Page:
A self-propelled pontoon workboat made entirely from standard scaffold components and fitted with a crane has been used for a project on the River Thames in the UK to install ladders, chains, and wooden fendering.
For the project on the Thames, local boatbuilder Scafffloat mobilised an eight- by 6.4-metre pontoon fitted with two 44kW high-thrust outboard engines giving 0.8 tonnes of bollard pull and a service speed of five knots. Thirty of the company’s small 0.5-cubic-metre patented plastic floats provided 15 cubic metres of buoyancy, giving the pontoon a comfortable five-tonne payload on the large open 50-square-metre wood deck. The deck is also fire-rated, making it suitable for hot works including cutting and welding.
A 2.8-tonne knuckle boom crane that can lift 600 kg at five metres was fitted to a custom-made steel crane base. This was designed in accordance with Lloyd’s Register Code for Lifting Appliances in a Marine Environment, July 2021 (CLAME, 2021). After non-destructive testing it was then LOLER tested once fitted to the pontoon, and a full stability assessment was provided in line with relevant IMO standards.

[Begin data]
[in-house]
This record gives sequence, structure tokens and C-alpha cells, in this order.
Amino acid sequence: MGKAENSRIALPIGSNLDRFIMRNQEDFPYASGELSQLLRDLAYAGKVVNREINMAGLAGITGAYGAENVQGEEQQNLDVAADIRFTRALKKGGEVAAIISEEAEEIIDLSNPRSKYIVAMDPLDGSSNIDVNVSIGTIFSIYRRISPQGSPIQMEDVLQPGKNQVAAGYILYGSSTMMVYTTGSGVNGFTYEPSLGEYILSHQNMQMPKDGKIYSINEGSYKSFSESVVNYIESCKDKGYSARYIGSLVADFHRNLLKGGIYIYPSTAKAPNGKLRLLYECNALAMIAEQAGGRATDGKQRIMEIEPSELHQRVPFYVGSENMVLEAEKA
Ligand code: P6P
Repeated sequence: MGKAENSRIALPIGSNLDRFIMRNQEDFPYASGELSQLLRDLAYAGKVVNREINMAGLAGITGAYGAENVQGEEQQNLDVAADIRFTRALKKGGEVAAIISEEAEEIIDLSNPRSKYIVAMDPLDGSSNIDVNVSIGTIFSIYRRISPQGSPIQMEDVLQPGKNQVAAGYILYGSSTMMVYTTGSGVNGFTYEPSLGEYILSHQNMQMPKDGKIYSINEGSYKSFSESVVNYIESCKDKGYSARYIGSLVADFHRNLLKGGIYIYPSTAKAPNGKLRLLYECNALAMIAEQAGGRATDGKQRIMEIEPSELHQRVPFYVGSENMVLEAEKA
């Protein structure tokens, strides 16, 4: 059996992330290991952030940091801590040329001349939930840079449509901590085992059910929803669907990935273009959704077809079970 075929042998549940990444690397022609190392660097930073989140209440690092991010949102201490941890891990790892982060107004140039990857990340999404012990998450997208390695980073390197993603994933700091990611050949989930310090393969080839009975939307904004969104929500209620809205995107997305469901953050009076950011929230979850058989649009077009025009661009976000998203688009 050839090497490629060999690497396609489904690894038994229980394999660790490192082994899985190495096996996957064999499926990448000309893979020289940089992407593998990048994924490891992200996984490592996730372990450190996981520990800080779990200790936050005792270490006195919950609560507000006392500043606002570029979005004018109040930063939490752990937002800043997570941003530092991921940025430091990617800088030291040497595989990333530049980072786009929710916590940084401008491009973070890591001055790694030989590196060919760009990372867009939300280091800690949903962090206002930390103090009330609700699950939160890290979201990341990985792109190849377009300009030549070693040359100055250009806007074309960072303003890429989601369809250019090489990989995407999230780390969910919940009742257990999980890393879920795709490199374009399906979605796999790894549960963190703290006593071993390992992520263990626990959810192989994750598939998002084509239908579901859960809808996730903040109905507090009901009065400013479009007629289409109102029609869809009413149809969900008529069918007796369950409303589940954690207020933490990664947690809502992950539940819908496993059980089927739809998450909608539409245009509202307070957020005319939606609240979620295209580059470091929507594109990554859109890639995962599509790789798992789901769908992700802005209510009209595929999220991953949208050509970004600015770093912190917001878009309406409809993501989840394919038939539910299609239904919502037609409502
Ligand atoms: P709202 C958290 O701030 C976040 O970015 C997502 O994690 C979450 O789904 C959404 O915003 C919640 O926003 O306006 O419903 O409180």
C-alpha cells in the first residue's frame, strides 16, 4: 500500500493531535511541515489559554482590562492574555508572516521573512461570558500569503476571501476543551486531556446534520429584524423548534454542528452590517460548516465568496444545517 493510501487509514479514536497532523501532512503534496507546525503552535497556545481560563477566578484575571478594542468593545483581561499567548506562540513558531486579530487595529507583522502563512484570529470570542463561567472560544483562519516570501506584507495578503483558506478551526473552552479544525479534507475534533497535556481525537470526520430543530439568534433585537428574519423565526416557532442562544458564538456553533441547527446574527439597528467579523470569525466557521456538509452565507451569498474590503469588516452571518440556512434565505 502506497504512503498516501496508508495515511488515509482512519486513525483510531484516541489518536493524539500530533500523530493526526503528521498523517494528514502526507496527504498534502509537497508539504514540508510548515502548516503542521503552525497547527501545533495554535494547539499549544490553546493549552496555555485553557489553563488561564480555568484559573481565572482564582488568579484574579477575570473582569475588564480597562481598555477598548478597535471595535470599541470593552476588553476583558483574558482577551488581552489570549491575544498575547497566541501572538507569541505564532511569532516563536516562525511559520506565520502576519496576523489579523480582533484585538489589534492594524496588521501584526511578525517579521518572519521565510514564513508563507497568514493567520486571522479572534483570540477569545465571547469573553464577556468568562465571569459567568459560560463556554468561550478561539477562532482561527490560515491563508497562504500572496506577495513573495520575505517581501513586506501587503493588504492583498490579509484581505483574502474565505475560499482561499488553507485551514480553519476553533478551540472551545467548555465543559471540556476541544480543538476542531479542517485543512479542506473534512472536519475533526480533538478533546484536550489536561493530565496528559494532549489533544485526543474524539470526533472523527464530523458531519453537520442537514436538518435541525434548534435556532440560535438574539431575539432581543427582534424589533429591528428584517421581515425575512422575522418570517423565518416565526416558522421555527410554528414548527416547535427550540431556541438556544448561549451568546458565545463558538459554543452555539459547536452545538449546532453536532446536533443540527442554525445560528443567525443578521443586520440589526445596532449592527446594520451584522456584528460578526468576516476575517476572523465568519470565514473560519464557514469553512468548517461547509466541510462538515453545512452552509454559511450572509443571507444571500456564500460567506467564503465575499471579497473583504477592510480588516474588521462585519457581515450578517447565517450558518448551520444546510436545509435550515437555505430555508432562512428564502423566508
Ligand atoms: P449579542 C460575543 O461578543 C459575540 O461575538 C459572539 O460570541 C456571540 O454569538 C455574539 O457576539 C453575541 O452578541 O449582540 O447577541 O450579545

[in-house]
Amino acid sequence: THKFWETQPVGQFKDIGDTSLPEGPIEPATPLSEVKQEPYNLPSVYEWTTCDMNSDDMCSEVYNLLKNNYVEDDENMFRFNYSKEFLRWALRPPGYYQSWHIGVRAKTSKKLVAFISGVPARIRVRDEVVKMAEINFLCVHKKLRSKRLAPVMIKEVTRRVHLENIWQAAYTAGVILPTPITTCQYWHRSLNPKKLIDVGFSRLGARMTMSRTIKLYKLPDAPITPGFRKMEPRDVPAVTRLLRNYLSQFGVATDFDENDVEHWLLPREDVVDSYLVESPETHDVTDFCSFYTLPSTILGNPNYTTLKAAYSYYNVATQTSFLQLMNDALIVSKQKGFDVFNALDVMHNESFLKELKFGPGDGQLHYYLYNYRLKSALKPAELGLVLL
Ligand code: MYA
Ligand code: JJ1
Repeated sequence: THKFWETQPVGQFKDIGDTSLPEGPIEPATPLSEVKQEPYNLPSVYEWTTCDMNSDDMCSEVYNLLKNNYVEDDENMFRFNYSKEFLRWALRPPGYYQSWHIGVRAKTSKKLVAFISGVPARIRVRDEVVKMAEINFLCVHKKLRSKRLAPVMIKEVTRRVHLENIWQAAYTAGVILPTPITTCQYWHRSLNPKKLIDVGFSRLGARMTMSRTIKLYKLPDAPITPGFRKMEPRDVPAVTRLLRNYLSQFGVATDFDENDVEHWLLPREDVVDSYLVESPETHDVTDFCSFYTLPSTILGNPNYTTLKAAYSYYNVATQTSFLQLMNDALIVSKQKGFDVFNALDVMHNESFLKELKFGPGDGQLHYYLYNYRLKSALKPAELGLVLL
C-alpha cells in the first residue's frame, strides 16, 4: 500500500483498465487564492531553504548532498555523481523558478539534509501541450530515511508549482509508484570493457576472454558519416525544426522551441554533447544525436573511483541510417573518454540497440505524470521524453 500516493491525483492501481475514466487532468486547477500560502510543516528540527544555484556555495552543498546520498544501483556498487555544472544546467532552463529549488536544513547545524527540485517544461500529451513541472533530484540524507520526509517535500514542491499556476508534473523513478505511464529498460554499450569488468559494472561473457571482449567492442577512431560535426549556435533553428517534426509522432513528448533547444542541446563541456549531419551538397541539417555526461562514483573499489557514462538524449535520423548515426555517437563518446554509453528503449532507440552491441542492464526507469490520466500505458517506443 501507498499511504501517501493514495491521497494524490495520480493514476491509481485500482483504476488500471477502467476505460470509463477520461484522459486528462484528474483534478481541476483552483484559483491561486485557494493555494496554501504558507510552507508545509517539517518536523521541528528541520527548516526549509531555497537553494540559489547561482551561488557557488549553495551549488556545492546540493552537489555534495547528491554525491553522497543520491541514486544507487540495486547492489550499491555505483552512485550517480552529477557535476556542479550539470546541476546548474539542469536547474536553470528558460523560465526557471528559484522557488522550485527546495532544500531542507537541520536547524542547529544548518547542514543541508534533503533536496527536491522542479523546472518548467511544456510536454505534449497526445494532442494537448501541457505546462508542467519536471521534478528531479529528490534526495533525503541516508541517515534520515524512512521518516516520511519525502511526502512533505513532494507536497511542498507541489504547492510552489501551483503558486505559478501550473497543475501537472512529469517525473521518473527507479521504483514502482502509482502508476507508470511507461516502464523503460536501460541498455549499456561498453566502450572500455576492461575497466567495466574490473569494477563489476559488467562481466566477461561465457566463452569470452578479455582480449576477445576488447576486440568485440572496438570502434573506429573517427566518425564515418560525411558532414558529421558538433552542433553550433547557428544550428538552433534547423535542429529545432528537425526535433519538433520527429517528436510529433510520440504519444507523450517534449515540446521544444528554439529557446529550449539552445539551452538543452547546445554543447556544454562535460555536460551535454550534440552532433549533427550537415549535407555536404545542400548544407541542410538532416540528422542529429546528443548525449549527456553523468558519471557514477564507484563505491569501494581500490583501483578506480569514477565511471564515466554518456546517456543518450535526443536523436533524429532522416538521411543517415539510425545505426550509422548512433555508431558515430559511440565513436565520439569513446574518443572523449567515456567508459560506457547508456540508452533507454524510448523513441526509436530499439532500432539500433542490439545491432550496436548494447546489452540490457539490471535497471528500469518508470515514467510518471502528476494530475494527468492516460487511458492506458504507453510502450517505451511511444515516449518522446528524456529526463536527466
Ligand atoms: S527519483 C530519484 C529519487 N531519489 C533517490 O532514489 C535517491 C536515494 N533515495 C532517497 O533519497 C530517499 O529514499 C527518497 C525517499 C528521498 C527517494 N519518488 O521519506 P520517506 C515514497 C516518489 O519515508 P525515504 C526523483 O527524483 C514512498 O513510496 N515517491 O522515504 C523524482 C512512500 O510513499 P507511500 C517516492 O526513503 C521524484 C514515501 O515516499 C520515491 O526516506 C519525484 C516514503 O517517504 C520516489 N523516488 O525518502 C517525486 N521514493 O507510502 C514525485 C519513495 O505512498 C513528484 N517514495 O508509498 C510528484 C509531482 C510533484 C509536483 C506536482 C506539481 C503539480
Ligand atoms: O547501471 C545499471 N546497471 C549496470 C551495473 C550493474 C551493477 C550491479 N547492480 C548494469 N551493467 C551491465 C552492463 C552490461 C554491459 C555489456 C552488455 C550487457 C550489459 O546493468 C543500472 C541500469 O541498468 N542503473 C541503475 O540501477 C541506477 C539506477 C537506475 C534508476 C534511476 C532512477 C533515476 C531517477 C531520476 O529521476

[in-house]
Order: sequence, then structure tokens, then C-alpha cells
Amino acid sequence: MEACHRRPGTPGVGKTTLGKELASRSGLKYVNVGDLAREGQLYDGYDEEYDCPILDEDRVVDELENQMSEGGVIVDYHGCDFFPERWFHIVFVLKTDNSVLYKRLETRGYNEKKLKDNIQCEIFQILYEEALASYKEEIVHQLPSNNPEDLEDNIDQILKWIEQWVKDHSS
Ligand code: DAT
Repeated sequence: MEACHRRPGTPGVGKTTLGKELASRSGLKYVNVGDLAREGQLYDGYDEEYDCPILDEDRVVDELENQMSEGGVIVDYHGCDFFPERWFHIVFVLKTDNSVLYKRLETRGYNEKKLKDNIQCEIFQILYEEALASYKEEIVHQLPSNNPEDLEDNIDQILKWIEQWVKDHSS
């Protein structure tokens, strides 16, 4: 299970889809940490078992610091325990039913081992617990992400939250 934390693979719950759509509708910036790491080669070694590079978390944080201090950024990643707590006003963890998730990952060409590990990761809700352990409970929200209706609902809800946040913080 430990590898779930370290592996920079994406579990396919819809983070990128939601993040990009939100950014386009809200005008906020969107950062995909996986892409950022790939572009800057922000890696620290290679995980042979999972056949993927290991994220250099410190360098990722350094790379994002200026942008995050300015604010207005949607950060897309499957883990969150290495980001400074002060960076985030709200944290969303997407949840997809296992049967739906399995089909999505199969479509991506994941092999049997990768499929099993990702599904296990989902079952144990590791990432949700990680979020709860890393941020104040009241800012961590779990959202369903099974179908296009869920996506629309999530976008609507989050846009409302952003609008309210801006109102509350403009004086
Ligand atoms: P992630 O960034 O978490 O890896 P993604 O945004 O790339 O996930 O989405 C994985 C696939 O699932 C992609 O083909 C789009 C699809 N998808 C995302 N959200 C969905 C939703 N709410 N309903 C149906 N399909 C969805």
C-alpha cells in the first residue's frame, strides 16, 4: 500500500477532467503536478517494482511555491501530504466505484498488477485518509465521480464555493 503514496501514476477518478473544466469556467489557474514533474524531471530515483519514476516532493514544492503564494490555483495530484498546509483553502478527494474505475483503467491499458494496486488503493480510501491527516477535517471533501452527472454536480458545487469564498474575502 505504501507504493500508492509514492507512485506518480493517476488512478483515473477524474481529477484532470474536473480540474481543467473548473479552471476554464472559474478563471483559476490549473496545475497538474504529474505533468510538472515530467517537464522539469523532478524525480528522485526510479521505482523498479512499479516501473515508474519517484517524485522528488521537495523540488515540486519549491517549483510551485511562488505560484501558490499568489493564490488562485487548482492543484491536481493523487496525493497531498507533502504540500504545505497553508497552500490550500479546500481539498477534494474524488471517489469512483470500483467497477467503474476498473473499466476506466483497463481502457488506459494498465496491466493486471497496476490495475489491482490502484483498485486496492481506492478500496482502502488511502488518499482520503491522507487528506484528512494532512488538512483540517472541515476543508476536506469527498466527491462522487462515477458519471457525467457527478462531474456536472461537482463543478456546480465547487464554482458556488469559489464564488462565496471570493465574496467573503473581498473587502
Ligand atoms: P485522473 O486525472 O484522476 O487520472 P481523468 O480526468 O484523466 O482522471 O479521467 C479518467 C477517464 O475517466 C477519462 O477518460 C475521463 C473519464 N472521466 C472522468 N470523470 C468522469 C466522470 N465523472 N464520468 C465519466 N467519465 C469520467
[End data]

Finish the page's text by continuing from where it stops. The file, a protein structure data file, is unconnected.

The pontoon was also surveyed and licensed by the Port of London Authority (PLA) as a commercial vessel prior to commencing works.
Other added features include spud legs and deck winches.
The pontoon was on hire for almost two months to GPS MACS, a specialist marine contractor on the Thames. The vessel also had the benefit of a low draught of only 0.3 metres. The pontoon itself could be dried out on steep mud banks, giving the operator a much larger tidal working window compared to traditional workboats that would not have been able to ground out.
|8-metre Pontoon Workboat|
|Type of vessel:||Pontoon|
|Deck construction material:||Wood|
|Length overall:||8.0 metres|
|Main engines:||2 x outboards, each 44 kW|
|Cruising speed:||5.0 knots|
|Bollard pull:||0.8 tonnes|
|Operational area:||River Thames, UK|
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